The fifth part of the book tells the reader about infrastructural patterns and utilities. These patterns cannot be related to any specific application layer. Actually they are not parts of the application architecture but rather implementation artifacts. Each of them is carefully crafted to provide an elegant solution for a specific kind of problem. One of my favorite patterns in this part of the book is Dependency Injection Extender. It shows how to tie together Java EE dependency injection capabilities with the ones from other frameworks (for example, how and when Guice dependencies in EJB should be resolved to fit Guice dependency resolution process in the EJB lifecycle correctly). These patterns are probably not the ones to be used on day-by-day basis, but they worth your attention, because as soon as you encounter one of the problems covered by them you will be pleased to know that you already have an effective solution.
The sixth part of the book is about pragmatic Java EE architectures. It describes two radically different application design approaches: service-oriented and domain-driven. This is the place where pieces of puzzle come together at last. The thing is that you can find patterns contradicting to each other while reading the book (e.g. Service Façade and Gateway). To understand the reason of this contradiction you have to be strong enough to get to the final part of the book: the aforementioned patterns belong to different application design approaches. This part of the book helps to stop thinking in terms of fine-grained self-contained patterns. It gives you the high-level view of how the patterns work together. In my opinion this part should be made the third one, not the sixth. In this case a reader may not understand all the material of this part in detail during the first reading of the book, but the high-level view would be established from the very beginning. This is the approach taken by Bjarne Stroustrup in his book “The C++Programming Language: Special Edition”. The second and the third chapters give you a quick tour (high-level view) of C++ and standard library while the rest of the book fills in technical details. So my suggestion is to read the sixth part of the “Real World Java EE Patterns Rethinking Best Practices” right after the second one.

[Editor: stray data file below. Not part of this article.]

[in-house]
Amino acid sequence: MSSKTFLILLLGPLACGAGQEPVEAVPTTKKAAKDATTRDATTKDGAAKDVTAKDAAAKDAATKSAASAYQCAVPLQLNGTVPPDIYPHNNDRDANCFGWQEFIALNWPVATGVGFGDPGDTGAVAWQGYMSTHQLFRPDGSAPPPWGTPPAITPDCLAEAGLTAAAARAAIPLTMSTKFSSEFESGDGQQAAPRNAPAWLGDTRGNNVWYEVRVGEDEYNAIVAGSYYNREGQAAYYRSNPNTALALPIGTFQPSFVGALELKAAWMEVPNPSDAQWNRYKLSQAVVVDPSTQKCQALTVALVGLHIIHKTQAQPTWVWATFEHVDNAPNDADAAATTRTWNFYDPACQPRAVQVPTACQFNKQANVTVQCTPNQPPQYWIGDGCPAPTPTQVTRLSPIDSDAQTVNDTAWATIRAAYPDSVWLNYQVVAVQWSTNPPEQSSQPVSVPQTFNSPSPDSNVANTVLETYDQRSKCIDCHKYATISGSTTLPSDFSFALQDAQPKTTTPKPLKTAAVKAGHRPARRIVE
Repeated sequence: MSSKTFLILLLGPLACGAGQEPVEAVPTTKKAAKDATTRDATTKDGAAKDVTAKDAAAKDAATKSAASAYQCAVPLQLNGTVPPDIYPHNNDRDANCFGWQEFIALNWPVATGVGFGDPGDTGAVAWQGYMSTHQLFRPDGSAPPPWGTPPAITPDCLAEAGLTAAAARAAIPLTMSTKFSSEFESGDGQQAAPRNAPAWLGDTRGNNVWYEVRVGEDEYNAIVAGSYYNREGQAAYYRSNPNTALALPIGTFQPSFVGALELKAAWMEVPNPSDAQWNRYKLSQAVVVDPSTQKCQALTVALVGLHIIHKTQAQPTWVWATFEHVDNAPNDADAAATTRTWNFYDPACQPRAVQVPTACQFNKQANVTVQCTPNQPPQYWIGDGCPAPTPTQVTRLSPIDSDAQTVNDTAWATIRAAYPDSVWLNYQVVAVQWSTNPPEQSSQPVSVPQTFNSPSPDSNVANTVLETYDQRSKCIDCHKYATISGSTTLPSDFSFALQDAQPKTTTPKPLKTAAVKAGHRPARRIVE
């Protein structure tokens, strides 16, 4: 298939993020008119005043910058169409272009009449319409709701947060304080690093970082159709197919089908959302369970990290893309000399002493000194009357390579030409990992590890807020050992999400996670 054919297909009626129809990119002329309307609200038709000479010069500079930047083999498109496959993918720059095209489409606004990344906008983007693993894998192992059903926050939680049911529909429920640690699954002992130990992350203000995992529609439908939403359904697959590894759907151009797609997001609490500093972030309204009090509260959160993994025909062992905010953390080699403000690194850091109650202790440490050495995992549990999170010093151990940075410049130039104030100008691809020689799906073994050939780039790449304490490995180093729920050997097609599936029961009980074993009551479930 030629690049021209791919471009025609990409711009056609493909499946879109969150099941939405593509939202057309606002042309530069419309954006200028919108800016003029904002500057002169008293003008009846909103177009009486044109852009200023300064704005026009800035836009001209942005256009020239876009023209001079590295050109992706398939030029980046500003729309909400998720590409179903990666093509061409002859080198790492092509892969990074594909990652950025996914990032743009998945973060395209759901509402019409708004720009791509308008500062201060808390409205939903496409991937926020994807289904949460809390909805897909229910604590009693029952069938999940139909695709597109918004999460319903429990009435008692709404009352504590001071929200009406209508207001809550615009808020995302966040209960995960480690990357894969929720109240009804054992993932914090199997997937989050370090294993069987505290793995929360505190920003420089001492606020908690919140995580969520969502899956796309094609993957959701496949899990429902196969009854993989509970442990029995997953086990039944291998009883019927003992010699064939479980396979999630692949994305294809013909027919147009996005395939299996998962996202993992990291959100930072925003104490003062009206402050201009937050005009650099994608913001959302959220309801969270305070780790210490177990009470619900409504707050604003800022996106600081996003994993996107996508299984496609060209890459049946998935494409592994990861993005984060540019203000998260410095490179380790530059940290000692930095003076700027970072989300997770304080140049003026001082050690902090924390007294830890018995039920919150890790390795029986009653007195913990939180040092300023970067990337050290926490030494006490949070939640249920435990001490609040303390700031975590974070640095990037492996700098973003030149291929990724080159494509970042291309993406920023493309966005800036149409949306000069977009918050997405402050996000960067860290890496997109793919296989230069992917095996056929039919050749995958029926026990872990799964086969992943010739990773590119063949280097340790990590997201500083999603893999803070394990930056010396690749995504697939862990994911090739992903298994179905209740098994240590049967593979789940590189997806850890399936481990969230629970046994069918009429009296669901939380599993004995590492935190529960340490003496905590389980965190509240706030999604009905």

To summarize, the book is nice, but it has its shortcomings. They are mostly related to poor editing of the text and could be easily fixed. Despite plenty of disadvantages I would recommend to read this book to every software developer who encounters Java EE in the day-to-day work. The list of pros and cons follows.
- The book contains a lot of useful design patterns which can enrich the toolset of every Java EE developer. A lot of them are general enough to be applied even outside Java EE ecosystem.
- Pattern descriptions often contain comparison of J2EE version with Java EE version. This helps to understand not only how to apply the pattern in the Java EE context but also why it has been evolved to the new form.
- The text contains a lot of grammatical, syntactical, and lexicographical mistakes. That’s why the book is not as easy to read as it should.
- There are a lot of errors in source code (but if you read carefully and understand the subject you could easily cope with them).
- Personal opinion: I would put the sixth part of the book between the second and the third to develop the high-level view as early as possible.
See you soon!